For writer Max Olijnyk, a run-of-the-mill kayaking jaunt on pristine French rapids soon turned into a death-defying race against the clock. Well, kind of.
It’s the last day of our French holiday. My partner, Rosie, and I have been driving about in our Opel for a week and it’s done us well. Bar the rocky start at Marseille (when we pulled the wrong way out of the parking lot and got hopelessly lost), we’ve explored the idyllic calanques (fjord-like inlets) of Cassis and frolicked through the beautiful French countryside, all the way to our hotel in Montpellier.
Maybe it’s because this is the last stop and we’re exhausted, but we’re finding Montpellier unremarkable and snoozesome. The food is expensive and boring; the shopping strips are comprised of mainly chain stores; and the streets are crawling with tourists. But as much as lazing around in our hotel room—with its air conditioning, free instant coffee and Wi-Fi—is a tempting prospect, we decide to squeeze back into the Opel for one last adventure.
We look around the monastery, which is beautiful but not really up our medieval alley. I decide it’s time to spice things up a bit.
Saint-Guilhem-le-Désert seems like a suitable destination: a tiny medieval town in the Hérault Valley up in the mountainous Occitanie region, complete with a monastery, and under an hour’s drive away. It’s gorgeous, even to our leisure-hardened eyes. The crumbly-yellow stone buildings look like they have actually grown out from the mountain, with creepers and vines pouring off them like waterfalls into the stream below.
We wander around the alleyways, taking photos and studiously ignoring the overpriced knick-knack shops. We sit outside a little cafe and eat cheesy crepes. We look around the monastery, which is beautiful but not really up our medieval alley. I decide it’s time to spice things up a bit and separate ourselves from the baby boomers.
“Do you want to go white-water kayaking?” I propose, as we pass a sparsely furnished shopfront with life-size cardboard pictures of young thrillseekers aboard plastic pointy boats. I walk in and speak to a French woman who swipes my credit card and tell us if we hurry, we can catch a bus to the drop-off point in ten minutes.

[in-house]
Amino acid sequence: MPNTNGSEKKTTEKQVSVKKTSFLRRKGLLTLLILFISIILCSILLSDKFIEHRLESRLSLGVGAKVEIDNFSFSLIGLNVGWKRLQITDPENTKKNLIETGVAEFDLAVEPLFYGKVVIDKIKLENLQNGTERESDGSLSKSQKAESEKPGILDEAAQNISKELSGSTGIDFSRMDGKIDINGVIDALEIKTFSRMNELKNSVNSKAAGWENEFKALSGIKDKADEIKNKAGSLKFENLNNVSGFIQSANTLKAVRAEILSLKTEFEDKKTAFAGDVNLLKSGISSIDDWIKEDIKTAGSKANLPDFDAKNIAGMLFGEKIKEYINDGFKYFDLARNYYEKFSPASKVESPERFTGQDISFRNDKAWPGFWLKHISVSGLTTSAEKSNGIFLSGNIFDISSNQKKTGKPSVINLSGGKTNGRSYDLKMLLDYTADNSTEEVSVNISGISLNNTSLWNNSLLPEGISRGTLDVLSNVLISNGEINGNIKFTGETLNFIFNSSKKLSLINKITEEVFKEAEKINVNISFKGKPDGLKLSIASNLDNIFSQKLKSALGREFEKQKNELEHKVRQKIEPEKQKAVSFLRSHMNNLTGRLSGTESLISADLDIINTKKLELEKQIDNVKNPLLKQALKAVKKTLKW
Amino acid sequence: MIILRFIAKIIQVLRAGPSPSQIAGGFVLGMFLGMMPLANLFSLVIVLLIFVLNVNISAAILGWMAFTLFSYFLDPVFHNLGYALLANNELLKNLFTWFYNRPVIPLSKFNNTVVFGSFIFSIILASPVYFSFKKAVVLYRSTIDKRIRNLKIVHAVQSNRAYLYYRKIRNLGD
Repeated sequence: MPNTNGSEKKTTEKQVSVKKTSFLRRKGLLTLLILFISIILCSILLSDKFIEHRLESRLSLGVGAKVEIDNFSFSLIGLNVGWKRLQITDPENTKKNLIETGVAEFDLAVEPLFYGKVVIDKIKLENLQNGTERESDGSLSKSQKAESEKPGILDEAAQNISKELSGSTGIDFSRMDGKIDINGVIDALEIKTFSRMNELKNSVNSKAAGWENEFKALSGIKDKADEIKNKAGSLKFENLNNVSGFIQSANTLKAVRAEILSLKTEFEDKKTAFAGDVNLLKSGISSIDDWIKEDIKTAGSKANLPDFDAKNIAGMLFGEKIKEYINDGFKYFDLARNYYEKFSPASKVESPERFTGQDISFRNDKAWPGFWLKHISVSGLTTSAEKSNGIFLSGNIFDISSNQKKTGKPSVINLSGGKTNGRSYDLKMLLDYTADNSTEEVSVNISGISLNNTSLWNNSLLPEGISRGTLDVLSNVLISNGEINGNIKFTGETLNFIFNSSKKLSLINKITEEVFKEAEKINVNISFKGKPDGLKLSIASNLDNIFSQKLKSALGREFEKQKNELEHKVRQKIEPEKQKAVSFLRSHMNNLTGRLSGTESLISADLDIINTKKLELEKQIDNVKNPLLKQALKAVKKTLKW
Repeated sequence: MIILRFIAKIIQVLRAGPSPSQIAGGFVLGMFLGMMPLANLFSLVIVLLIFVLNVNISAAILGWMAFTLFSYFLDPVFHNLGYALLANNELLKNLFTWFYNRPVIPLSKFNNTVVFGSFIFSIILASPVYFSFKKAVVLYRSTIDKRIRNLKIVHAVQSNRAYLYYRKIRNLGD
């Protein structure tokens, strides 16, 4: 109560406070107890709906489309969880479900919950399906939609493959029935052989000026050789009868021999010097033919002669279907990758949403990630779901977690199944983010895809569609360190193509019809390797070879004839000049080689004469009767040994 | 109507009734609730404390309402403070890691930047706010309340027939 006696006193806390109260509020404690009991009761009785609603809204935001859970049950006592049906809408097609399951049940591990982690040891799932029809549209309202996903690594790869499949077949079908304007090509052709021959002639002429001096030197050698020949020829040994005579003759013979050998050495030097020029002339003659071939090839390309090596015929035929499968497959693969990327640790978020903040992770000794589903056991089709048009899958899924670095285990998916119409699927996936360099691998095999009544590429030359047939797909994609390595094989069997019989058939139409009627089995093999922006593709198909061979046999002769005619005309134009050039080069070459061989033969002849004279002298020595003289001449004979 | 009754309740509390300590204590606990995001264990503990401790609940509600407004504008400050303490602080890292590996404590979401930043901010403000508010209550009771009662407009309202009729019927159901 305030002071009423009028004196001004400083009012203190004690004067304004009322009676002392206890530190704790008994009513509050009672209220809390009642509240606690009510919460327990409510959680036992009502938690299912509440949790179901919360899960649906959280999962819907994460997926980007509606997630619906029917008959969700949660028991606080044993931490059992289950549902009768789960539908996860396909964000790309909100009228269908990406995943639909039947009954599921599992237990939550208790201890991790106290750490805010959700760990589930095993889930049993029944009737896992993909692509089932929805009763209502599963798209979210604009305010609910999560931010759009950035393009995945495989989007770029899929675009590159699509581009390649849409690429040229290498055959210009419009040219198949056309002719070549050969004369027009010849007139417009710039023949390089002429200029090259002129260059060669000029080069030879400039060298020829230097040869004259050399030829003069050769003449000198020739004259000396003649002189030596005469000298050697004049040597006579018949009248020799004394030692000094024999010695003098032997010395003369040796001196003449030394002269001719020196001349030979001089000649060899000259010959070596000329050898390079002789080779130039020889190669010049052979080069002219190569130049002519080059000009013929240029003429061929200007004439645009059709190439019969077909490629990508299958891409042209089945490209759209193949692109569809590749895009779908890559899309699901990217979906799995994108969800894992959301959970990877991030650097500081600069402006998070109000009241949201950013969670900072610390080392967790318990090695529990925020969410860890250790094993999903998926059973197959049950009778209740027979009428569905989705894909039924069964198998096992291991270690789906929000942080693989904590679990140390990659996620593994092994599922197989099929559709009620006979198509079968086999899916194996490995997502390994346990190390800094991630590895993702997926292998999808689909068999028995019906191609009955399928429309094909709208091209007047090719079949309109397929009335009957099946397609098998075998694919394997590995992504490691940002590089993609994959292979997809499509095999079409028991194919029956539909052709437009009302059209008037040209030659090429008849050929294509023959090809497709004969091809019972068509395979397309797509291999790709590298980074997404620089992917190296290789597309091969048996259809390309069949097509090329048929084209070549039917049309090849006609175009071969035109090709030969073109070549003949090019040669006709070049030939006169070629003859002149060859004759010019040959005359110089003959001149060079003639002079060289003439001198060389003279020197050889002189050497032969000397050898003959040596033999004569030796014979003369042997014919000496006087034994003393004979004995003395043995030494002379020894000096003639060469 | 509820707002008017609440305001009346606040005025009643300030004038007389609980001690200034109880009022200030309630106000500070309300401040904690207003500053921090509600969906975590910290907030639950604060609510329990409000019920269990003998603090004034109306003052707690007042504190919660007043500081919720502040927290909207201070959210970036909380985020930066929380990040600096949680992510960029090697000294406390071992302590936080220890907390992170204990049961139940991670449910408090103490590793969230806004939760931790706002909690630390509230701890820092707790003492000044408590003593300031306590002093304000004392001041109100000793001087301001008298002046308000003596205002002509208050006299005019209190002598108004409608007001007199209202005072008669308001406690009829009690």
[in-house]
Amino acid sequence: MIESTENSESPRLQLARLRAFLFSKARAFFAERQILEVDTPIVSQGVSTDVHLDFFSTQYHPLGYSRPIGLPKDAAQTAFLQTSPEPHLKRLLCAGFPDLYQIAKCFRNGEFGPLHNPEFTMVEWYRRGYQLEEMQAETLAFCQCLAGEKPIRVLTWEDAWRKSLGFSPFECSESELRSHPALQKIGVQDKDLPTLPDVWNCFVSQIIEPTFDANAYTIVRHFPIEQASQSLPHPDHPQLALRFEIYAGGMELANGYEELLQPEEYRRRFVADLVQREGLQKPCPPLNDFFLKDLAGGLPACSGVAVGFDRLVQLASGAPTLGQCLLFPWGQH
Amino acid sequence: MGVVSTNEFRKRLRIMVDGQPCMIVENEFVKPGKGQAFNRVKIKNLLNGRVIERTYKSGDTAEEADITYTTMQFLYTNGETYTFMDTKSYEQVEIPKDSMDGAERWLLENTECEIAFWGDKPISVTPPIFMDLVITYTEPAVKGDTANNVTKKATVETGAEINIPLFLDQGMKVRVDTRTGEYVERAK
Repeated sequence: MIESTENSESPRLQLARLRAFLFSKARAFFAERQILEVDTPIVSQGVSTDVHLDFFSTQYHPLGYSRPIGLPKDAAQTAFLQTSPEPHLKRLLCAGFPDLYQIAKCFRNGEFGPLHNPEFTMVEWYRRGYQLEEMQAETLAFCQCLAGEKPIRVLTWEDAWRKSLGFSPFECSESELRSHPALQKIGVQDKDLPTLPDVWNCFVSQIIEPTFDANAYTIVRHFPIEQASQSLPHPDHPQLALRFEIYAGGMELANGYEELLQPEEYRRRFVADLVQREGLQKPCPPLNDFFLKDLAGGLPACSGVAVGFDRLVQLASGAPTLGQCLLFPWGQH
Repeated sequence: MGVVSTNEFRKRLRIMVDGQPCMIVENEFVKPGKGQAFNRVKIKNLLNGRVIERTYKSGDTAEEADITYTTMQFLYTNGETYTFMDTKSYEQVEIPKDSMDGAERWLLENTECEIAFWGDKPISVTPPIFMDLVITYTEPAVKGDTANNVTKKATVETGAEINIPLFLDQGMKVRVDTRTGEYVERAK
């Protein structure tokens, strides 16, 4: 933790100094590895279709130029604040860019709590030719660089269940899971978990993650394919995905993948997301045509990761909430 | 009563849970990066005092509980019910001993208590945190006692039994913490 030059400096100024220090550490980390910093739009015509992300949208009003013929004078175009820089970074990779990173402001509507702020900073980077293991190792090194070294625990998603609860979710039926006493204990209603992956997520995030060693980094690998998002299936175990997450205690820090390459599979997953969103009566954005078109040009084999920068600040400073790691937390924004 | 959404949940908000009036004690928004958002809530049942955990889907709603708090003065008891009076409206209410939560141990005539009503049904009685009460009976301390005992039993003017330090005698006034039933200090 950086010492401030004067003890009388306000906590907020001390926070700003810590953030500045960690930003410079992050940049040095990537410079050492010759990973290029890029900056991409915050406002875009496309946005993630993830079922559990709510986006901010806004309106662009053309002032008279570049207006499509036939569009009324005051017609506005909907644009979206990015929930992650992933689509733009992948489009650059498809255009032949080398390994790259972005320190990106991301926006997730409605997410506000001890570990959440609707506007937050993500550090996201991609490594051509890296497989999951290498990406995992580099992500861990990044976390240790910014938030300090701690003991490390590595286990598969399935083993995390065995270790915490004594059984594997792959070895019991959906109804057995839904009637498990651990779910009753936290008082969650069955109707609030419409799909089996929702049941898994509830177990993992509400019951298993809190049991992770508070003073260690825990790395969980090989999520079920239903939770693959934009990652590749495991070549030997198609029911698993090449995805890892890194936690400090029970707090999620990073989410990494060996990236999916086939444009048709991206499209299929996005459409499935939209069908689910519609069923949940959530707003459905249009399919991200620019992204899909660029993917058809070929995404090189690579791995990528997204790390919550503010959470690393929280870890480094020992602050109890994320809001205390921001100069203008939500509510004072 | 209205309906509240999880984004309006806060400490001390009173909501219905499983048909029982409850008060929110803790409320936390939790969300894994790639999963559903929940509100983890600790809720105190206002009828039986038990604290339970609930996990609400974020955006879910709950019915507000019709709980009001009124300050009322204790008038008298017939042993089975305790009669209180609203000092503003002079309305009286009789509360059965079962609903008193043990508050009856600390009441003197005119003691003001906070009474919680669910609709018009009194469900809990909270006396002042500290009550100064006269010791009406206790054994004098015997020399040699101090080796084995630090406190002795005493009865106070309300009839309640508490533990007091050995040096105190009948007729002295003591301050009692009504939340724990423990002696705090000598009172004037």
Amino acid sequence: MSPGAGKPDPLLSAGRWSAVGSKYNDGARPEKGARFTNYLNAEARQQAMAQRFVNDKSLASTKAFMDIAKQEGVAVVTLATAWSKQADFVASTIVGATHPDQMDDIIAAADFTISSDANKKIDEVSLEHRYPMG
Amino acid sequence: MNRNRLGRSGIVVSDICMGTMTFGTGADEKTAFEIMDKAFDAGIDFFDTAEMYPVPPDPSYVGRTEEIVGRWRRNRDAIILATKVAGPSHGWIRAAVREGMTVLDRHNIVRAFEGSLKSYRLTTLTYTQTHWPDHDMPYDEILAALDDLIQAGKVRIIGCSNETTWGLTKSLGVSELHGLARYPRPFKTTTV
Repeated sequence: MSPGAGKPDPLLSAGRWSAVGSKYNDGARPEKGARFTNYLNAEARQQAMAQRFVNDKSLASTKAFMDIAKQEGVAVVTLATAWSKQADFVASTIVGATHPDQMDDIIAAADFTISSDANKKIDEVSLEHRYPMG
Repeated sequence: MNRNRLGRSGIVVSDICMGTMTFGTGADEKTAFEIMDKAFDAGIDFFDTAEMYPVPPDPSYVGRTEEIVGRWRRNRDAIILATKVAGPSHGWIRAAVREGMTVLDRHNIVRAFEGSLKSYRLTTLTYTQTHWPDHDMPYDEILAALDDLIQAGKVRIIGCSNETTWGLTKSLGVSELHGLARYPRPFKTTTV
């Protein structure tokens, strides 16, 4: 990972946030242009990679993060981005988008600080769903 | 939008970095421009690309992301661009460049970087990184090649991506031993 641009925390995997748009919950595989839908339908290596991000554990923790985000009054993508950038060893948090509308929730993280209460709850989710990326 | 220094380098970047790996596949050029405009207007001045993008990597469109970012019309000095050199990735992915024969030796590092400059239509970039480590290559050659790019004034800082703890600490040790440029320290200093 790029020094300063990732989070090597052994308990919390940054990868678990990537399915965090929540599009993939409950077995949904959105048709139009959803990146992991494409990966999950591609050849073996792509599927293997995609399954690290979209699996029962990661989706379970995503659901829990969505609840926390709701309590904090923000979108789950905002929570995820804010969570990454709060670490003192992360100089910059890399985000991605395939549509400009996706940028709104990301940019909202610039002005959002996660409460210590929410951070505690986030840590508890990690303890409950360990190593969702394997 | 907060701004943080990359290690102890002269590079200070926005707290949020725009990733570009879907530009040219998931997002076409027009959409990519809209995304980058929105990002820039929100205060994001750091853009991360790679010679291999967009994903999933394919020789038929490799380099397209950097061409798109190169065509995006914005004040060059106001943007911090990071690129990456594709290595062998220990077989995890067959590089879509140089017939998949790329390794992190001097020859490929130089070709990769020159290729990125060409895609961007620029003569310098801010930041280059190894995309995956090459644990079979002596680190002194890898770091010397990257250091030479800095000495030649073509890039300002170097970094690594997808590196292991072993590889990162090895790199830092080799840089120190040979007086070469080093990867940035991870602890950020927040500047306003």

We do as she says, only to find a small van parked next to a hut, with a couple of bored-looking guys milling out the front. They’re both incredibly brown; the type of tan attainable only by wearing the same pair of shorts and nothing else for an entire summer. One had long, curly hair like Michael Hutchence, and the other had a crew cut like Jack Johnson. “Even their eyeballs are tanned,” says Rosie.
I stared out the window, stressing out. Vegetation had ceased to exist at the altitude we were traveling, adding an apocalyptic, war-torn feel to proceedings.
There’s a feeling of showing up to a party a day late… It’s the end of the holiday season, these guys have partied here for months, and are ready to move on. But there’s an easiness about them that I find reassuring. As they throw us ragged lifejackets and usher us into the van, I think, ‘They’ve done this a thousand times, and clearly no-one has died—otherwise they’d look more haunted.’
The drive into the mountains seems to go on forever. I sit in the back (the Jack Johnson guy insisted Rosie sat up front to ‘keep him company’) and crunch the numbers. We have five hours to get the Opel back and this is supposed to be a three-hour trip. Allowing for our complete inexperience (though Rosie insists she had been in the rowing team at high school) and an hour to drive back…it’s going to be tight. I stare out the window, stressing out. It doesn’t help that vegetation has ceased to exist at the altitude we’re traveling, adding an apocalyptic, war-torn feel to proceedings.
Eventually, we descend to the realm of life again and pull up at another riverside hut, Again, there’s a feeling of having just missed the party. You can almost smell the backpackers drinking their beers at the picnic tables; you can almost hear the techno echoing along the mountain stream. Jack Johnson throws us each an oar (mine a really long one, Rosie’s a really short one), points at a pile of kayaks, and then at the quick-flowing water. “Do we get a lesson or something?” I ask him. He shrugs, waves, and drives off.